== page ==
• You will be likely to have access to resources, information and contacts that, on your own, could take months or years to find
  • Again, keeping your ego in-check, through practicing humility and respect for others who have walked this path many years ago, when this work was unknown and not understood. They were the trail-blazers and so likely to have encountered many more difficulties and challenges along the way. Through being willing to learn from their experiences, you place yourself in the humble role of mentee and remind your ego that a certificate is just the starting point; now is when the learning happens…

Practical Guidance to Finding a Mentor:

So, how do you go about finding a mentor? Well, nowadays with social media networking and groups and websites, it couldn’t be easier.

Here are some tips: 

  • Do your research and ask others, including your trainers. (By the way, having one of your own trainers is fine of course, but you will undoubtedly experience more variety if you step outside of your training model or particular trainers’ approach, so be brave and explore the field)
  • Speaking of the field, there are a number of online practitioner networks, so again, join these and ask for recommendations for more experienced practitioners and mentors in this field
  • Research on the Internet and read people's bios on their websites – check their training, background and length of experience. Trust your gut and give them a call to explore further with them. (By the way: If they don't list their formal training in this work on the website or it isn't in this field directly, then please give them a wide-berth!)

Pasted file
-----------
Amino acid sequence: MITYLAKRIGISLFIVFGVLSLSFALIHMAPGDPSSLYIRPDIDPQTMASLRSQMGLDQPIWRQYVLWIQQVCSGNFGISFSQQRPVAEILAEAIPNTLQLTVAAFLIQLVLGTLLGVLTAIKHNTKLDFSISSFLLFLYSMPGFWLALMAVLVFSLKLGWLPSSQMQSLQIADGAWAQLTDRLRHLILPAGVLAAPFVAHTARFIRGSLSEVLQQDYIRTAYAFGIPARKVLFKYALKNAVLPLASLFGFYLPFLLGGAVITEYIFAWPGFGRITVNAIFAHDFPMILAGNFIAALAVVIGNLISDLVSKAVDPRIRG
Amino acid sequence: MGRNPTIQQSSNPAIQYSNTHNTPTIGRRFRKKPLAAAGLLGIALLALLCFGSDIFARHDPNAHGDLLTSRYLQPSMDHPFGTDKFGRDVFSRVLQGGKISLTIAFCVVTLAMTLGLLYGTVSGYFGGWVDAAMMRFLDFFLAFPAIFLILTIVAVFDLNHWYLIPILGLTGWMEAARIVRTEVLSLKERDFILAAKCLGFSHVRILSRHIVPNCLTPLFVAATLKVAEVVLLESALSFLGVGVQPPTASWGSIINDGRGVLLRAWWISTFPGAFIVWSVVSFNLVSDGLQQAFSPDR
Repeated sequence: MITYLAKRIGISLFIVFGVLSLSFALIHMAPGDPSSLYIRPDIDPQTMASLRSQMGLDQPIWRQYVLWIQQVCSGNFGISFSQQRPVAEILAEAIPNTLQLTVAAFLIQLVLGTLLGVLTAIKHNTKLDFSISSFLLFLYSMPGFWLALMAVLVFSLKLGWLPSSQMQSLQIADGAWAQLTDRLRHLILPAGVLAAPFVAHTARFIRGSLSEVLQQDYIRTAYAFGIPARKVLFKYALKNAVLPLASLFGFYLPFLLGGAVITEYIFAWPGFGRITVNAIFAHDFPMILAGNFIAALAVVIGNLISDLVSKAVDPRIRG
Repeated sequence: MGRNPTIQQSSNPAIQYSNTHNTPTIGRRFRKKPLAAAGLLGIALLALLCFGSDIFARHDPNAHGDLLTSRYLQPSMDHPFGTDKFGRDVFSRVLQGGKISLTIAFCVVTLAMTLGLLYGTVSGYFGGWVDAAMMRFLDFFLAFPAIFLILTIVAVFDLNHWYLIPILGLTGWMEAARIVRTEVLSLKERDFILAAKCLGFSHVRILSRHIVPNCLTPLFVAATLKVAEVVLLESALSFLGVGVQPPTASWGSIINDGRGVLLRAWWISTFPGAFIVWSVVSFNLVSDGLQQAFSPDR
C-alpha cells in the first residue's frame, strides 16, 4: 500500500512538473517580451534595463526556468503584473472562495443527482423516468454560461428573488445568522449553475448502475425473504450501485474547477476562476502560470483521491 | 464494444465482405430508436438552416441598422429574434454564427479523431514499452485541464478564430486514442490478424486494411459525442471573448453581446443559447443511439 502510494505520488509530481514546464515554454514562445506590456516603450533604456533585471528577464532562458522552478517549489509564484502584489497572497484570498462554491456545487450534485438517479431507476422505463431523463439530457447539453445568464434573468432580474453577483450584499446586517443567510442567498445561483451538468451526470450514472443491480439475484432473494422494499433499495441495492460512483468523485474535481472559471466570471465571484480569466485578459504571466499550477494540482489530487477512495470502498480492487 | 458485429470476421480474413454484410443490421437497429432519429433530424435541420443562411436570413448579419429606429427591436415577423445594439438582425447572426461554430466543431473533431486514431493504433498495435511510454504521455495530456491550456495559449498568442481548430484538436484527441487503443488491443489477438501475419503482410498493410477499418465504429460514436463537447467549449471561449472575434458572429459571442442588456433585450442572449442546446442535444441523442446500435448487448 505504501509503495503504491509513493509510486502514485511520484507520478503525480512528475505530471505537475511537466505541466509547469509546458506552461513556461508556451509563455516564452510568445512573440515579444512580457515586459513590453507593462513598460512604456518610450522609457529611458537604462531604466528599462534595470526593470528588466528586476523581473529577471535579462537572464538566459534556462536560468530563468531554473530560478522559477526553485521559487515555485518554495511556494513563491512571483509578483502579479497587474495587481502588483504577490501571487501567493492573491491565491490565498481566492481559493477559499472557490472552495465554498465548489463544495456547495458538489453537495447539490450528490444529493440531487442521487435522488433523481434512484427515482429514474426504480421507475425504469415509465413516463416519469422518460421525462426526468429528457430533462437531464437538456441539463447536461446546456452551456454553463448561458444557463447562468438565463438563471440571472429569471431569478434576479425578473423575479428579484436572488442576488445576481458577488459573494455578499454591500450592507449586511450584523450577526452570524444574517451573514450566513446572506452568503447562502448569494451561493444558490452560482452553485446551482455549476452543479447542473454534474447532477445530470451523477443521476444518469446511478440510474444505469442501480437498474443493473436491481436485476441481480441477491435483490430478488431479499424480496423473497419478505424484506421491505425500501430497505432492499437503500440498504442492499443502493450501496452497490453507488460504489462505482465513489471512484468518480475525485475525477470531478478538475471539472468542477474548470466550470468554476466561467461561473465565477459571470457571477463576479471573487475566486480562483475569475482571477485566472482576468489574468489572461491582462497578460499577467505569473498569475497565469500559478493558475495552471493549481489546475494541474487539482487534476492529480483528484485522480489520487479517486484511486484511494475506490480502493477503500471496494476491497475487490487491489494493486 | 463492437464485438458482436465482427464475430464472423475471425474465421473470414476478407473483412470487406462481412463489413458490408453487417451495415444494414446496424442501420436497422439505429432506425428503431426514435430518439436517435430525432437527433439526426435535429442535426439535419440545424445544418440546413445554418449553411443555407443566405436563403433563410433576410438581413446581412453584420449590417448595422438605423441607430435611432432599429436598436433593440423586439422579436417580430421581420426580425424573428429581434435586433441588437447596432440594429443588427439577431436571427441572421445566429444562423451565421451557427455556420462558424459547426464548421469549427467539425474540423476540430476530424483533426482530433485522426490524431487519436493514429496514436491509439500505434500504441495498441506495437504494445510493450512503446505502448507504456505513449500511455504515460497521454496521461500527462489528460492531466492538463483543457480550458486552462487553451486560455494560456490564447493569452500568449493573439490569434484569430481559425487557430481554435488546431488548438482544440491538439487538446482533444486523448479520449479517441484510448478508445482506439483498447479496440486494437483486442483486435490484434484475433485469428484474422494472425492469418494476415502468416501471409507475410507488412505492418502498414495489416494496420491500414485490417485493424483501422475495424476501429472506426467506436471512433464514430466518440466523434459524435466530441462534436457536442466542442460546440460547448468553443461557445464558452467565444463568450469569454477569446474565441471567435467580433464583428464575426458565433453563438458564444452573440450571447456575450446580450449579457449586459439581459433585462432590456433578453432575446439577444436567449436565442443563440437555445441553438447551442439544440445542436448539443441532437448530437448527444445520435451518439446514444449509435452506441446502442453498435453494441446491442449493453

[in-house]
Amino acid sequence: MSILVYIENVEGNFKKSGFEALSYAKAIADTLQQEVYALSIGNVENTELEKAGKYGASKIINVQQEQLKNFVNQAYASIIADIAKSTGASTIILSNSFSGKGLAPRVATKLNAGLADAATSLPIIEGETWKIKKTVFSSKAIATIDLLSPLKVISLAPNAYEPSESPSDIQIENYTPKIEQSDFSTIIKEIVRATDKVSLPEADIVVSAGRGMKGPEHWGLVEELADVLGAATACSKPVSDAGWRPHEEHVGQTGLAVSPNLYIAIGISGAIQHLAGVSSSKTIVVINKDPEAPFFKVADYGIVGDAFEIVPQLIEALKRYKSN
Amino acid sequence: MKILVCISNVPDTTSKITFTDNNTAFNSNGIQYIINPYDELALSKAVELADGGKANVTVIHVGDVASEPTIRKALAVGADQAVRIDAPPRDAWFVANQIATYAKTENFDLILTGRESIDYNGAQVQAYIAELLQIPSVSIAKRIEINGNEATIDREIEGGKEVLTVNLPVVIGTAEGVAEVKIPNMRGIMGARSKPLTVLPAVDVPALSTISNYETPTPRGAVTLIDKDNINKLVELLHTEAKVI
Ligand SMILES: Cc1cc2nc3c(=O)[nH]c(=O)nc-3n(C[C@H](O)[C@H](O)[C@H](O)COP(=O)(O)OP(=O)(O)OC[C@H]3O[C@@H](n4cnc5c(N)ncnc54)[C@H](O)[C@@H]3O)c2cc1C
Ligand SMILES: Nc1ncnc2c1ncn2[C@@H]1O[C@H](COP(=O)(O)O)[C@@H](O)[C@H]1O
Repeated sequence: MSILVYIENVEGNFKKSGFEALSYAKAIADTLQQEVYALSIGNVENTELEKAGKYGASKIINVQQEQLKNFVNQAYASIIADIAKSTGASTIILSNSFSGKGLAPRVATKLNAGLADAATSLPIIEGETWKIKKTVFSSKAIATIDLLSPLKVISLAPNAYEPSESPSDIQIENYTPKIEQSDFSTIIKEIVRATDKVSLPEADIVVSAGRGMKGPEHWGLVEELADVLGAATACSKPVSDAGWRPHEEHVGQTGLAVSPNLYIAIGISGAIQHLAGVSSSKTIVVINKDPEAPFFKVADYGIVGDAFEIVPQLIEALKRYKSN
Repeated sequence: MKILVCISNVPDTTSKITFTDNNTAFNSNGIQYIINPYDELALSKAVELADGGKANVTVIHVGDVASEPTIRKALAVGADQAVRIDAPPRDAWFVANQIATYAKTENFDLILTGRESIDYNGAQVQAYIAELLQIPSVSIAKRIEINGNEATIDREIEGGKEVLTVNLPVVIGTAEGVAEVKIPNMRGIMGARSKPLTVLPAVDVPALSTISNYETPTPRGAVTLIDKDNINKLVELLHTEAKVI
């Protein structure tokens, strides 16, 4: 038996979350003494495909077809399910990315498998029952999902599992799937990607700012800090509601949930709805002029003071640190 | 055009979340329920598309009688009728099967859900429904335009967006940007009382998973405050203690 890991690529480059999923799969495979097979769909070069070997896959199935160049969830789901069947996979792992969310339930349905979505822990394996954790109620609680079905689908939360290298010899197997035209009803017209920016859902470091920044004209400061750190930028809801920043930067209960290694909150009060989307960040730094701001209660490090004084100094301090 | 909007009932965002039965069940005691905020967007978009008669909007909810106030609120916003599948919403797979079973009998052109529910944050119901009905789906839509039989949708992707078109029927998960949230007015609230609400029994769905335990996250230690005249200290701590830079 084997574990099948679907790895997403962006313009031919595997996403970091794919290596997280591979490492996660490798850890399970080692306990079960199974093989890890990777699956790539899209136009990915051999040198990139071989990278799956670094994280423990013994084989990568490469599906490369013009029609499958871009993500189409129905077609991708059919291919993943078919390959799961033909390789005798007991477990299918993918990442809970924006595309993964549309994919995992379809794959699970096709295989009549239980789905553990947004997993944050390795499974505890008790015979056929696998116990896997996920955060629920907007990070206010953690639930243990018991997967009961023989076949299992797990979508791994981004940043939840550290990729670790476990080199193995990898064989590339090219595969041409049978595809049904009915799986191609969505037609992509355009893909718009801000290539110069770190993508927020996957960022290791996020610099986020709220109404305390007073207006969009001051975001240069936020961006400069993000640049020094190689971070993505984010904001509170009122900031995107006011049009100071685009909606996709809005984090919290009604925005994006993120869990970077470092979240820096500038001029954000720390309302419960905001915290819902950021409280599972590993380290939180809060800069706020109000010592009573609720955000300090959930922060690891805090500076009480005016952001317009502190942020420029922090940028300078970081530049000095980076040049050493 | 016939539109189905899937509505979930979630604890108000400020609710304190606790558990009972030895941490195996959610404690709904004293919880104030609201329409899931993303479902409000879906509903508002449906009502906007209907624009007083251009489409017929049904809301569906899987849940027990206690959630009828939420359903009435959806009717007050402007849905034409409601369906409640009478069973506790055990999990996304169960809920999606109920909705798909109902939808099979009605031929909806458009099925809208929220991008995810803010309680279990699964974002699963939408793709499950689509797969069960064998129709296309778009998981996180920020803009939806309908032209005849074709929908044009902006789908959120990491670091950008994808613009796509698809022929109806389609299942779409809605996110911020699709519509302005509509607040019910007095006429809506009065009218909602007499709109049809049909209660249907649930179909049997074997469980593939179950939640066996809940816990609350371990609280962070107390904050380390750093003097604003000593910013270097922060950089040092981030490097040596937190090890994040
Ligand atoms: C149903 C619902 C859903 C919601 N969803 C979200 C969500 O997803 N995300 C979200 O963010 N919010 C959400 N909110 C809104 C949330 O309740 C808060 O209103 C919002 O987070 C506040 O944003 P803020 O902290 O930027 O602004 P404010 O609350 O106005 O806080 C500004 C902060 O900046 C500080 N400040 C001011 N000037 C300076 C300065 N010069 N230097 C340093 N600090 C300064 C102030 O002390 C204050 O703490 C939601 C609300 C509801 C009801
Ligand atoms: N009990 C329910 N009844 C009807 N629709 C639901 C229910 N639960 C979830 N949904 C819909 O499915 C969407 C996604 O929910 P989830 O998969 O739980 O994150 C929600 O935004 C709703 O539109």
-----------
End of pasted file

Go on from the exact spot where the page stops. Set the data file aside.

• Contact the main training bodies and ask them for recommendations
  • Read key books in this field and contact any of the authors you particularly resonate with, they may not have time or availability, but you never know, it may still be worth contacting them and asking about their mentoring support, or opportunities to work-shadow them/assist on workshops.

During my own journey I did all of the above. In particular, immediately after completing my Eponaquest® training I employed a supervisor to guide and support me through the initial months, where I was literally finding my way. I then also had the opportunity to support and work-shadow a more experienced Eponaquest® facilitator during a number of workshops over the first two years of my career. Since then, I have maintained a supervisor, and regularly undertaken mentoring and coaching sessions with more experienced facilitators.

Now, with 13 years experience I offer supervision, mentoring sessions and professional coaching sessions to both newly qualified and more experienced facilitators via Skype, telephone or in-person when possible.

From time to time I also offer work-shadowing opportunities on workshops and training courses in the role of horse-handler and sometimes there will be opportunities to support in a facilitator role too to hone your skills and gain experience of group work.

To find out more about me, you can read my bio and background here and you can find some more Good Practice Guides and Articles here.

Please don’t hesitate to contact me to explore any of this further.

©Angela Dunning, 24 October 2017